The average interest rate on a 30-year fixed-rate mortgage (FRM) fell to 4.17 percent, excluding points in the week ended June 19, down from 4.20 percent the week before. The new rate is still higher than the 3.93 percent from last year at the same time.
The 15-year FRM slipped to 3.30 percent from 3.31 percent and the one-year adjustable rate mortgage (ARM) dropped to 3.00 percent from 3.05 percent the week before.
A day before the rates report was released, the Federal Reserve’s Federal Open Market Committee (FOMC) issued a statement saying that “growth in economic activity has rebounded in recent months,” citing improvements in household spending, labor markets and fixed investment. The growth was enough for the Fed to cut its monthly market-stabilizing bond purchases by another $10 billion for the next six weeks. At the beginning of 2014, the Fed was buying up $80 billion worth of bonds to keep rates lows; the latest reduction brings purchases down to $35 billion a month.
The Fed also decided to keep its target rate at its current position near zero and is unlikely to raise it in the near future. “The Committee continues to anticipate, based on its assessment of these factors, that it likely will be appropriate to maintain the current target range for the federal funds rate for a considerable time after the asset purchase program ends.”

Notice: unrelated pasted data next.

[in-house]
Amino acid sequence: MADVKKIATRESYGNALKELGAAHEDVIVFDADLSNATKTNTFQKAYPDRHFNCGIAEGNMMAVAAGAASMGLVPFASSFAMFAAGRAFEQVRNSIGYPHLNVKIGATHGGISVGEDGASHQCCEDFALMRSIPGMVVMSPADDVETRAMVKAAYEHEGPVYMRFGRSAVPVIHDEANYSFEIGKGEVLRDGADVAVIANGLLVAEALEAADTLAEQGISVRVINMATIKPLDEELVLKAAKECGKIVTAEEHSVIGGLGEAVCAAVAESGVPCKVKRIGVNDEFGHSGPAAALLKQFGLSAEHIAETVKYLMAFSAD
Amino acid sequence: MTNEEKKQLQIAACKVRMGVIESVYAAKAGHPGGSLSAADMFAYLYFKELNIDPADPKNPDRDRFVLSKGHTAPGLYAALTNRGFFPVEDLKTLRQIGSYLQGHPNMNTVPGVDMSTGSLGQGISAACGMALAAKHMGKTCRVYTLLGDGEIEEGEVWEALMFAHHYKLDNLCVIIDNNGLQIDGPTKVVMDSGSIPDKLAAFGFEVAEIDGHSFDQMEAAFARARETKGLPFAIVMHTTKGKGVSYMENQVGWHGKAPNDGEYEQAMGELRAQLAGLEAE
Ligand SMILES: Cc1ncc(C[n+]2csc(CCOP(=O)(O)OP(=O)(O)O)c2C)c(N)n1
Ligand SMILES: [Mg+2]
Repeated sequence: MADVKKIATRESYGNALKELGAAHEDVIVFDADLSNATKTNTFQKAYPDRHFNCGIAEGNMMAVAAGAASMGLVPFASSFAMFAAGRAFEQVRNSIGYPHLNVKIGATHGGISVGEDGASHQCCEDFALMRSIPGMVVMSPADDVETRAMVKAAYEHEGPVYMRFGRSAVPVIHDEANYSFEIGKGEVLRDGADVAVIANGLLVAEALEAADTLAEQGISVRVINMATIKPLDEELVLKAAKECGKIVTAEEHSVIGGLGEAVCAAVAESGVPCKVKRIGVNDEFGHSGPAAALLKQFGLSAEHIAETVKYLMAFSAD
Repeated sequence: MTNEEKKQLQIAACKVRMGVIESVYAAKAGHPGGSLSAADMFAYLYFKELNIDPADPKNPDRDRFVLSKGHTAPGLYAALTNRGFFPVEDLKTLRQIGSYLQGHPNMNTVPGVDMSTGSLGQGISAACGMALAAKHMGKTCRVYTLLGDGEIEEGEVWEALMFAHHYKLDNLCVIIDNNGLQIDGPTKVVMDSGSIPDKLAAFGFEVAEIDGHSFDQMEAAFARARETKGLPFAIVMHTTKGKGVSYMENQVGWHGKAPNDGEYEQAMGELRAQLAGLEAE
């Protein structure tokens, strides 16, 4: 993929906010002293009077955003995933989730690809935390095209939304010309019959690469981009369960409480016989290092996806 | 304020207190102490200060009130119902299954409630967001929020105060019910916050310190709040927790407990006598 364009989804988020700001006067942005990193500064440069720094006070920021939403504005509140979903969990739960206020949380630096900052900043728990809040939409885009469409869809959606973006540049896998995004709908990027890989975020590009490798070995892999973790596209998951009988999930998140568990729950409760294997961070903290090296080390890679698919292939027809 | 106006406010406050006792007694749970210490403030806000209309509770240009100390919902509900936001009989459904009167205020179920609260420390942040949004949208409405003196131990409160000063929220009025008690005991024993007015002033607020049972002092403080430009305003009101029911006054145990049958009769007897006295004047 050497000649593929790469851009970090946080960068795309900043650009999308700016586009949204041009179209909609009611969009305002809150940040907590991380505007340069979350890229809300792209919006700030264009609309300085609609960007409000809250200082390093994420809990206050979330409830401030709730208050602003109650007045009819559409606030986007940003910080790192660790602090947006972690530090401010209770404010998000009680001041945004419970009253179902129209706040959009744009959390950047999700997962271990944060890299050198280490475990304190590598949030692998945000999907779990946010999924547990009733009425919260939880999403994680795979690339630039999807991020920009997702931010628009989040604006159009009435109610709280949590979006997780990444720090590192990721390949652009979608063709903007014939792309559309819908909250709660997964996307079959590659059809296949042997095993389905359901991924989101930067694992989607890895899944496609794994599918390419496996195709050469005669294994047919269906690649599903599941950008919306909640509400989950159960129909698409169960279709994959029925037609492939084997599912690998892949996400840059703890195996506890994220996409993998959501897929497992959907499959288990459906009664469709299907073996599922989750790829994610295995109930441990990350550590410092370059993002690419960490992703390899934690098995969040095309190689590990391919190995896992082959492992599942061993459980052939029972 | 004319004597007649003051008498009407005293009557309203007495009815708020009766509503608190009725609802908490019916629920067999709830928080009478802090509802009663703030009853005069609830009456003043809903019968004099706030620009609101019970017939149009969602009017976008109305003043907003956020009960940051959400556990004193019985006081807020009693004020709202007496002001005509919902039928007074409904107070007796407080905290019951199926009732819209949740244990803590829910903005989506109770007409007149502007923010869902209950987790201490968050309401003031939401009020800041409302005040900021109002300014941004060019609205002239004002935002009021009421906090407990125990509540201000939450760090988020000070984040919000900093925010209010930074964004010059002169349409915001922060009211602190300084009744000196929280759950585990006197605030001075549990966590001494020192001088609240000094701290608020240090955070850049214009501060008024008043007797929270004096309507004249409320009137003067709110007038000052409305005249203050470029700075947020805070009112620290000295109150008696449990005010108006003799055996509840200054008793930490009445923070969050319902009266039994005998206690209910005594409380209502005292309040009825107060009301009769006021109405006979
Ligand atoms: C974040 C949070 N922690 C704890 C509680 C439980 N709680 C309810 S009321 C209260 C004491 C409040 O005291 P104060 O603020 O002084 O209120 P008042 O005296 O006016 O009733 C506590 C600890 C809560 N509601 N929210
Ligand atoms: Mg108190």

The bond-buying program has had the effect of keeping mortgage rates fairly low over the past few years, a fact that has helped boost refinancing and encouraged some home-buying. Yet the Fed’s accommodative measures have not been enough to keep rates as low as they had hoped as rates shot up last summer and have not yet returned to previous lows. As the housing market has stuttered along so far this year, it is difficult to imagine the Fed raising its target rate much at all throughout the rest of 2014.